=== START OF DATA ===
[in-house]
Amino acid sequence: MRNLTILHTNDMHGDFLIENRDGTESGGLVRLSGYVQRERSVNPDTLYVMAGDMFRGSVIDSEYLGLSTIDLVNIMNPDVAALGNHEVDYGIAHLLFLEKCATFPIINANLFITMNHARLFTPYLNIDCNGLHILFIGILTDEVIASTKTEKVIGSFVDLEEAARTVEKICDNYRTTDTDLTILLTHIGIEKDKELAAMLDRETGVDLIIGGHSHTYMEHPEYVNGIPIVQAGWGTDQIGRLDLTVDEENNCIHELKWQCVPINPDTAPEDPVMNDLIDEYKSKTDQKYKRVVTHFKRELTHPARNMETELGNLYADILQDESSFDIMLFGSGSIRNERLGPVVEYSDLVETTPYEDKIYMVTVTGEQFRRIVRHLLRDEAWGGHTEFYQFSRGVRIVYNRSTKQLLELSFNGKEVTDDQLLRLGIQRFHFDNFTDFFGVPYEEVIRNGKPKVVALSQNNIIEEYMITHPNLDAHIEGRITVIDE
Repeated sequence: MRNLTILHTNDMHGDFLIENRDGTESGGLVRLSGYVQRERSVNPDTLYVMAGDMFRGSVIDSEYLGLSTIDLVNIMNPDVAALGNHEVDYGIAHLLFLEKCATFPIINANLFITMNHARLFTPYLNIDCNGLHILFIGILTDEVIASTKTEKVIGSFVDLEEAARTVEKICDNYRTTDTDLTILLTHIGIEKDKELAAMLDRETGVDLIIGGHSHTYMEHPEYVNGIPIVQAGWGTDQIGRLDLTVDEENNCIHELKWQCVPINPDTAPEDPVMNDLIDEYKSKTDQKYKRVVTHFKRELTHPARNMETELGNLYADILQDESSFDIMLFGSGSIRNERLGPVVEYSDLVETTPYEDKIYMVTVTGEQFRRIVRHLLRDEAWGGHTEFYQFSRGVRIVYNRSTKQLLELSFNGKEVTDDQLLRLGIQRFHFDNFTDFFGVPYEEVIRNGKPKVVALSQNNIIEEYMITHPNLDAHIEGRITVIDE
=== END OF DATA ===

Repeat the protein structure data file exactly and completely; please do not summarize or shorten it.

[in-house]
Amino acid sequence: MRNLTILHTNDMHGDFLIENRDGTESGGLVRLSGYVQRERSVNPDTLYVMAGDMFRGSVIDSEYLGLSTIDLVNIMNPDVAALGNHEVDYGIAHLLFLEKCATFPIINANLFITMNHARLFTPYLNIDCNGLHILFIGILTDEVIASTKTEKVIGSFVDLEEAARTVEKICDNYRTTDTDLTILLTHIGIEKDKELAAMLDRETGVDLIIGGHSHTYMEHPEYVNGIPIVQAGWGTDQIGRLDLTVDEENNCIHELKWQCVPINPDTAPEDPVMNDLIDEYKSKTDQKYKRVVTHFKRELTHPARNMETELGNLYADILQDESSFDIMLFGSGSIRNERLGPVVEYSDLVETTPYEDKIYMVTVTGEQFRRIVRHLLRDEAWGGHTEFYQFSRGVRIVYNRSTKQLLELSFNGKEVTDDQLLRLGIQRFHFDNFTDFFGVPYEEVIRNGKPKVVALSQNNIIEEYMITHPNLDAHIEGRITVIDE
Repeated sequence: MRNLTILHTNDMHGDFLIENRDGTESGGLVRLSGYVQRERSVNPDTLYVMAGDMFRGSVIDSEYLGLSTIDLVNIMNPDVAALGNHEVDYGIAHLLFLEKCATFPIINANLFITMNHARLFTPYLNIDCNGLHILFIGILTDEVIASTKTEKVIGSFVDLEEAARTVEKICDNYRTTDTDLTILLTHIGIEKDKELAAMLDRETGVDLIIGGHSHTYMEHPEYVNGIPIVQAGWGTDQIGRLDLTVDEENNCIHELKWQCVPINPDTAPEDPVMNDLIDEYKSKTDQKYKRVVTHFKRELTHPARNMETELGNLYADILQDESSFDIMLFGSGSIRNERLGPVVEYSDLVETTPYEDKIYMVTVTGEQFRRIVRHLLRDEAWGGHTEFYQFSRGVRIVYNRSTKQLLELSFNGKEVTDDQLLRLGIQRFHFDNFTDFFGVPYEEVIRNGKPKVVALSQNNIIEEYMITHPNLDAHIEGRITVIDE